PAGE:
The factors behind Successful Leadership Part 2

As I noted in a previous post, leadership became a passion of mine precisely when I found myself having to lead. I immersed myself in the study of what works and what doesn’t. And perhaps unsurprisingly discovered the principles of leadership that led me to see business in entirely unique ways.

Over the past 33 years, I’ve pulled together 17 crucial factors that affect successful leadership.

These factors are motivation, tolerance, trust, purpose, vision, attitude, awareness, determination, commitment, endeavor, tenacity, belief, faith, inspiration, self-control, willpower and patience.

I’m going to delve into some of these now.

Smiling male dentist posing with female assistants at office

Vision

By definition, vision is your ideal future. But the key is to ensure that once established, your vision is a shared one. The people around you must have the same commitment as you. If that doesn’t happen, then a breakdown is sure to happen. A good example would be if one partner wants to expand the business, the other is quite happy with the status quo. It’s not a question of  right and wrong distinctions, just a matter of differing visions.

Attitude

Attitude can make a huge difference. Being consistently positive may be hard but it is extremely important nonetheless. As a leader you are being watched, even studied by those you lead. The leader sets the example implicitly, whether the attitude be positive or negative. Most people want to be positive so it’s important to lead that way. The benefits to your staff are incalculable.

Awareness

Awareness is a personal understanding of your identity and that of the people around you. Knowing your team’s core beliefs, what motivates them, what makes them tick is invaluable. Once you understand that, you can lead them in a deftly personal way.

More factors affecting leadership will be explored in the next blog.

If you are running a business and struggling with leadership issues, I’d like to talk to you. My business coaching will help you define a vision for your business and walk you through the steps to become a better leader – that delivers superior results.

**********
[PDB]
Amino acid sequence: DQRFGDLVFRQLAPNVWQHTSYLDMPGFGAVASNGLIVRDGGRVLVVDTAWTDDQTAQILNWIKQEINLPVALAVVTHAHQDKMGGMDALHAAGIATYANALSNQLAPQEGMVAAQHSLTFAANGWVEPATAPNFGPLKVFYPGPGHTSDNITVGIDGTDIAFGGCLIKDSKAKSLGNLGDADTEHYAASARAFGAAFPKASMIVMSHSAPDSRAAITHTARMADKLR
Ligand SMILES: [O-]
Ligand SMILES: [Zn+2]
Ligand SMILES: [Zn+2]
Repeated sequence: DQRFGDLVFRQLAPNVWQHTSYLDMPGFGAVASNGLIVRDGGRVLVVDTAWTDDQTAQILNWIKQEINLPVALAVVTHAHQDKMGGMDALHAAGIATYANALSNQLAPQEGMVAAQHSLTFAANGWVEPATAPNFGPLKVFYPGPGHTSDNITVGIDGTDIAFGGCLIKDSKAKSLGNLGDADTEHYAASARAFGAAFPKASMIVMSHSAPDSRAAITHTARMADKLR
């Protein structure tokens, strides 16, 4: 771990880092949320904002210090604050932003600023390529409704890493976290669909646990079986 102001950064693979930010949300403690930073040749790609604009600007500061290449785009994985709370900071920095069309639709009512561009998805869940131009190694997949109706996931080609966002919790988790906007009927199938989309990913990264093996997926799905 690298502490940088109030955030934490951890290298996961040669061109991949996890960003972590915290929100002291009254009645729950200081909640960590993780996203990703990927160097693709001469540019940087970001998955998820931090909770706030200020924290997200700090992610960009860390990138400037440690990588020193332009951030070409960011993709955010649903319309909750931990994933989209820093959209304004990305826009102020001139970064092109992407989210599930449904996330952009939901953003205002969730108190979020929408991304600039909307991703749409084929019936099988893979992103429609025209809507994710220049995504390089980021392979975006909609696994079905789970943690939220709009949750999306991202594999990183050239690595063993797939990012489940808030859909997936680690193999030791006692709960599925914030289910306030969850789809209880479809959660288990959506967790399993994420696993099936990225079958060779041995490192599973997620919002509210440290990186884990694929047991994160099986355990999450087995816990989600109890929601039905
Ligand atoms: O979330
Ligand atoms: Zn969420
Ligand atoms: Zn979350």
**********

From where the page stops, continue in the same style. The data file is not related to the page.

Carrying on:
Ownership still has it’s privileges

When you own a practice as part of a chain, you have certain obligations to the franchise. At times it can feel like you aren’t your own boss although shedding a bit of  professional sovereignty yields considerable benefits.

The most important of these is that you don’t really have to put too much thought into how you run your practice. Or at least that’s how many owner/dentists tend to approach things.

But what happens is that you start thinking about your services as products to be sold rather than treatments for patients. So your practice becomes a glorified assembly line. Where treatments are ranked based on price and not necessarily patient need.

I recently told the story of an elderly couple who came into my practice facing either a pricey root canal, or a simple extraction. Obviously a short term win for me would have been the root canal. But then given the patient’s age and medical history, would that have been the right choice? Of course not. So we did the extraction.

If someone owns a practice that is part of a chain they could theoretically still offer advice to a patient that would save them money.

Doing so would create loyalty with that customer and make their operation stand out among the other chain services lining the streets.

So why don’t more do this? Depressingly, it could be because it doesn’t matter.

Being part of a chain means a steady flow of customers drawn in because of the brand. Word of mouth means little. A chain store is a chain store is a chain store, right? Is your local Starbucks any worse or better than the one down the street? Does it really matter if someone is just looking for a coffee?

Well yes and no. Because a business person can have their cake and eat it too. They can operate under a chain and deliver superior service with an eye to getting return business, loyalty and word-of-mouth.

What’s the cost? Very little if one puts the cost of saving customers money against the cost of regional marketing and advertising budgets.

But there is a very real reason why individual service initiatives don’t often happen in a chain store. Simply put, most dentists working in chain operations only stay for two years. Any quality service improvements will ultimately just frustrate the next dentist who may not have the same integrity.

So what to do? As a customer, I always choose the independent operator.  It doesn’t mean I don’t trust the chains. I simply want my dentists to have more of a long term investment in myself and my community.

When the chains make this a part of their business model, maybe they’ll even be able to retain some of their best talent beyond that two year mark.